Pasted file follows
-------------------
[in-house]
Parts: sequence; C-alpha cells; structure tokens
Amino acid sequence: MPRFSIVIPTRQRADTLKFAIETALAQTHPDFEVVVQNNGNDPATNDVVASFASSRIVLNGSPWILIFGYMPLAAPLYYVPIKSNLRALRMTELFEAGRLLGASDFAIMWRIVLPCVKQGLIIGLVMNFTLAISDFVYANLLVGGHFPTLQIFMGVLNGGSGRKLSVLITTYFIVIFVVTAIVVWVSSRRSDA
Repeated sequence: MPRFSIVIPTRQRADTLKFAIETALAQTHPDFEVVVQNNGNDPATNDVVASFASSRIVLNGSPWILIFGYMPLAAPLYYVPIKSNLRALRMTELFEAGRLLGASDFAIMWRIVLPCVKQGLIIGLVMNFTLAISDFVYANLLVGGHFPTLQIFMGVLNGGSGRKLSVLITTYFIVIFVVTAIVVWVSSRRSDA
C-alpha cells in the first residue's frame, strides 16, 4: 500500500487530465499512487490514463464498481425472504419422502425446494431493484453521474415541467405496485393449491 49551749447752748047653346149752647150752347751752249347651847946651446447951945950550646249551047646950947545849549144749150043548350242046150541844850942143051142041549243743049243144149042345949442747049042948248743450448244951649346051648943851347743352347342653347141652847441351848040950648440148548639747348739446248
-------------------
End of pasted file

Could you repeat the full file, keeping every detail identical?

[in-house]
Parts: sequence; C-alpha cells; structure tokens
Amino acid sequence: MPRFSIVIPTRQRADTLKFAIETALAQTHPDFEVVVQNNGNDPATNDVVASFASSRIVLNGSPWILIFGYMPLAAPLYYVPIKSNLRALRMTELFEAGRLLGASDFAIMWRIVLPCVKQGLIIGLVMNFTLAISDFVYANLLVGGHFPTLQIFMGVLNGGSGRKLSVLITTYFIVIFVVTAIVVWVSSRRSDA
Repeated sequence: MPRFSIVIPTRQRADTLKFAIETALAQTHPDFEVVVQNNGNDPATNDVVASFASSRIVLNGSPWILIFGYMPLAAPLYYVPIKSNLRALRMTELFEAGRLLGASDFAIMWRIVLPCVKQGLIIGLVMNFTLAISDFVYANLLVGGHFPTLQIFMGVLNGGSGRKLSVLITTYFIVIFVVTAIVVWVSSRRSDA
C-alpha cells in the first residue's frame, strides 16, 4: 500500500487530465499512487490514463464498481425472504419422502425446494431493484453521474415541467405496485393449491 49551749447752748047653346149752647150752347751752249347651847946651446447951945950550646249551047646950947545849549144749150043548350242046150541844850942143051142041549243743049243144149042345949442747049042948248743450448244951649346051648943851347743352347342653347141652847441351848040950648440148548639747348739446248